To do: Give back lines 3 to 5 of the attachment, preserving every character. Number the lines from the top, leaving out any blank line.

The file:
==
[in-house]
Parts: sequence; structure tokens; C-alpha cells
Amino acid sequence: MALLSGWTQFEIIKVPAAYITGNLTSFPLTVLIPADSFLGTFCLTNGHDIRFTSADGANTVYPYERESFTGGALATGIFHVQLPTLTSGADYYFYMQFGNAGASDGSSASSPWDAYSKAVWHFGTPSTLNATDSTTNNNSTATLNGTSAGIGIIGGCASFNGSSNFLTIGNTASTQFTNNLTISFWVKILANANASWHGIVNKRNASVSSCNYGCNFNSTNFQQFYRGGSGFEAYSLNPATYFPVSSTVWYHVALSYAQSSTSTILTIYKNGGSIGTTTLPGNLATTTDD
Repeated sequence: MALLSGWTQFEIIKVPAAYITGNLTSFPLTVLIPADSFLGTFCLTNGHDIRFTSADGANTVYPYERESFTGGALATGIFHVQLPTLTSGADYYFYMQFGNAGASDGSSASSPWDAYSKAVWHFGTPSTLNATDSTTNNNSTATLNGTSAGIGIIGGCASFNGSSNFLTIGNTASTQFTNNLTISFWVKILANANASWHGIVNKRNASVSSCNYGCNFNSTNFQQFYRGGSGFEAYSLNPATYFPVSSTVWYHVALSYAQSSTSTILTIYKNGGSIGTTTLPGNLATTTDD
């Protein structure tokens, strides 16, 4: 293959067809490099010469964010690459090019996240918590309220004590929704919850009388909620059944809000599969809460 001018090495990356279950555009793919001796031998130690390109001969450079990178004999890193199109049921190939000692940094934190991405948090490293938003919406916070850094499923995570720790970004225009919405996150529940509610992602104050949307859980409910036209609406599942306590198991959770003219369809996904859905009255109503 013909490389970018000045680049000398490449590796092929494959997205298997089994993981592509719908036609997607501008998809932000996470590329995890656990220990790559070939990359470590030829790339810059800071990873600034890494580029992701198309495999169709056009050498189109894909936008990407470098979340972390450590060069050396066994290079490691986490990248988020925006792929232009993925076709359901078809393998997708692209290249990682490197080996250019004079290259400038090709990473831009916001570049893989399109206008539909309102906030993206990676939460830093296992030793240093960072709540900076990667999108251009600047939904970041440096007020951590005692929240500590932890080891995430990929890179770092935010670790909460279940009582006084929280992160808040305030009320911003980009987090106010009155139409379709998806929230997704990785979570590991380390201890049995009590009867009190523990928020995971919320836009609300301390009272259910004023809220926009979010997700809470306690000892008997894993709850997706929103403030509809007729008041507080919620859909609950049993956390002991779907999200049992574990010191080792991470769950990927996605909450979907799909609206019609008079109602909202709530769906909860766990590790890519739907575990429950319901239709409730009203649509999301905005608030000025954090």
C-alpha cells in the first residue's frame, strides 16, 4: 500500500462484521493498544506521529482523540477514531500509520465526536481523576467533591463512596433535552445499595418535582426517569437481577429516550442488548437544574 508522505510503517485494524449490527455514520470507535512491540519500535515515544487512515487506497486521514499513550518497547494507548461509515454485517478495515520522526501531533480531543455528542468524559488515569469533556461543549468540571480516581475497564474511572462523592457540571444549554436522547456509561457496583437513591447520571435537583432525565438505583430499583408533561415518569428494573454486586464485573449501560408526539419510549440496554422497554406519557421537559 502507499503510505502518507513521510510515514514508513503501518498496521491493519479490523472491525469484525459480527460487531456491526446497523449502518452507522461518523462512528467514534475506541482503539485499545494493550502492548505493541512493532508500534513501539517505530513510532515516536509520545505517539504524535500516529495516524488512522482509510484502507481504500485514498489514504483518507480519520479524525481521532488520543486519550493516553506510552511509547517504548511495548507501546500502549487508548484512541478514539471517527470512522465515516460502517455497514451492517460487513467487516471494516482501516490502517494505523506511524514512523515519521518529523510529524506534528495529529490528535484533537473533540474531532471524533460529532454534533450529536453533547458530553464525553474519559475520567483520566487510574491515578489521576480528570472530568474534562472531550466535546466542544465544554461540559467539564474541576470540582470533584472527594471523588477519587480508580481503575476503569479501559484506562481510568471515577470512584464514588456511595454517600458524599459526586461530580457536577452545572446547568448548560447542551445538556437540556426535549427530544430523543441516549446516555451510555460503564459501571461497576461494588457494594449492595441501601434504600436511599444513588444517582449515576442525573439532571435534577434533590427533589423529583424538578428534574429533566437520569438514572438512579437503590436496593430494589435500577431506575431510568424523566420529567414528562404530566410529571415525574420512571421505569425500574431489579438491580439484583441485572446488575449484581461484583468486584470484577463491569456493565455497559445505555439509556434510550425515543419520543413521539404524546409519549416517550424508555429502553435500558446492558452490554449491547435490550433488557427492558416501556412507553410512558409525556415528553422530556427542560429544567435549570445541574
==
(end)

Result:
Amino acid sequence: MALLSGWTQFEIIKVPAAYITGNLTSFPLTVLIPADSFLGTFCLTNGHDIRFTSADGANTVYPYERESFTGGALATGIFHVQLPTLTSGADYYFYMQFGNAGASDGSSASSPWDAYSKAVWHFGTPSTLNATDSTTNNNSTATLNGTSAGIGIIGGCASFNGSSNFLTIGNTASTQFTNNLTISFWVKILANANASWHGIVNKRNASVSSCNYGCNFNSTNFQQFYRGGSGFEAYSLNPATYFPVSSTVWYHVALSYAQSSTSTILTIYKNGGSIGTTTLPGNLATTTDD
Repeated sequence: MALLSGWTQFEIIKVPAAYITGNLTSFPLTVLIPADSFLGTFCLTNGHDIRFTSADGANTVYPYERESFTGGALATGIFHVQLPTLTSGADYYFYMQFGNAGASDGSSASSPWDAYSKAVWHFGTPSTLNATDSTTNNNSTATLNGTSAGIGIIGGCASFNGSSNFLTIGNTASTQFTNNLTISFWVKILANANASWHGIVNKRNASVSSCNYGCNFNSTNFQQFYRGGSGFEAYSLNPATYFPVSSTVWYHVALSYAQSSTSTILTIYKNGGSIGTTTLPGNLATTTDD
């Protein structure tokens, strides 16, 4: 293959067809490099010469964010690459090019996240918590309220004590929704919850009388909620059944809000599969809460 001018090495990356279950555009793919001796031998130690390109001969450079990178004999890193199109049921190939000692940094934190991405948090490293938003919406916070850094499923995570720790970004225009919405996150529940509610992602104050949307859980409910036209609406599942306590198991959770003219369809996904859905009255109503 013909490389970018000045680049000398490449590796092929494959997205298997089994993981592509719908036609997607501008998809932000996470590329995890656990220990790559070939990359470590030829790339810059800071990873600034890494580029992701198309495999169709056009050498189109894909936008990407470098979340972390450590060069050396066994290079490691986490990248988020925006792929232009993925076709359901078809393998997708692209290249990682490197080996250019004079290259400038090709990473831009916001570049893989399109206008539909309102906030993206990676939460830093296992030793240093960072709540900076990667999108251009600047939904970041440096007020951590005692929240500590932890080891995430990929890179770092935010670790909460279940009582006084929280992160808040305030009320911003980009987090106010009155139409379709998806929230997704990785979570590991380390201890049995009590009867009190523990928020995971919320836009609300301390009272259910004023809220926009979010997700809470306690000892008997894993709850997706929103403030509809007729008041507080919620859909609950049993956390002991779907999200049992574990010191080792991470769950990927996605909450979907799909609206019609008079109602909202709530769906909860766990590790890519739907575990429950319901239709409730009203649509999301905005608030000025954090």